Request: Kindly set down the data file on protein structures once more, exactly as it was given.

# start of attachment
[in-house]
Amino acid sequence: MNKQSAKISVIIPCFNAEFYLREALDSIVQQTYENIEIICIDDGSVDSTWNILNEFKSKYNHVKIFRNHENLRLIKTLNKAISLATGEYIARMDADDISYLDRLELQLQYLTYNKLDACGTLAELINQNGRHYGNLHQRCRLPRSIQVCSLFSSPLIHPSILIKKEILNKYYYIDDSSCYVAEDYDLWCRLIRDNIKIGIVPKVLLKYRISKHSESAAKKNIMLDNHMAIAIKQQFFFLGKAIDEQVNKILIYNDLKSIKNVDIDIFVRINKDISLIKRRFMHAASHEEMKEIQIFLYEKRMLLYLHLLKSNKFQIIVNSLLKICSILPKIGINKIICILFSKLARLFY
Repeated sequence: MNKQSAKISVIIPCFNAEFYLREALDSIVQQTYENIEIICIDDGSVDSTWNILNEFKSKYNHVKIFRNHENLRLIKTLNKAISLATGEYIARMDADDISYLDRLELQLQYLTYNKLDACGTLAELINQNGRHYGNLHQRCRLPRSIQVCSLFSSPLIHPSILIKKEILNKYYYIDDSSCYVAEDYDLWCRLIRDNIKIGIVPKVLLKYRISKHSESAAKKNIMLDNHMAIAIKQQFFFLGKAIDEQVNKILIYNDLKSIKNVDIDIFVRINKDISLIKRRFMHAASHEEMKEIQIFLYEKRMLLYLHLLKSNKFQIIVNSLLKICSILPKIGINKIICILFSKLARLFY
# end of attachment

[in-house]
Amino acid sequence: MNKQSAKISVIIPCFNAEFYLREALDSIVQQTYENIEIICIDDGSVDSTWNILNEFKSKYNHVKIFRNHENLRLIKTLNKAISLATGEYIARMDADDISYLDRLELQLQYLTYNKLDACGTLAELINQNGRHYGNLHQRCRLPRSIQVCSLFSSPLIHPSILIKKEILNKYYYIDDSSCYVAEDYDLWCRLIRDNIKIGIVPKVLLKYRISKHSESAAKKNIMLDNHMAIAIKQQFFFLGKAIDEQVNKILIYNDLKSIKNVDIDIFVRINKDISLIKRRFMHAASHEEMKEIQIFLYEKRMLLYLHLLKSNKFQIIVNSLLKICSILPKIGINKIICILFSKLARLFY
Repeated sequence: MNKQSAKISVIIPCFNAEFYLREALDSIVQQTYENIEIICIDDGSVDSTWNILNEFKSKYNHVKIFRNHENLRLIKTLNKAISLATGEYIARMDADDISYLDRLELQLQYLTYNKLDACGTLAELINQNGRHYGNLHQRCRLPRSIQVCSLFSSPLIHPSILIKKEILNKYYYIDDSSCYVAEDYDLWCRLIRDNIKIGIVPKVLLKYRISKHSESAAKKNIMLDNHMAIAIKQQFFFLGKAIDEQVNKILIYNDLKSIKNVDIDIFVRINKDISLIKRRFMHAASHEEMKEIQIFLYEKRMLLYLHLLKSNKFQIIVNSLLKICSILPKIGINKIICILFSKLARLFY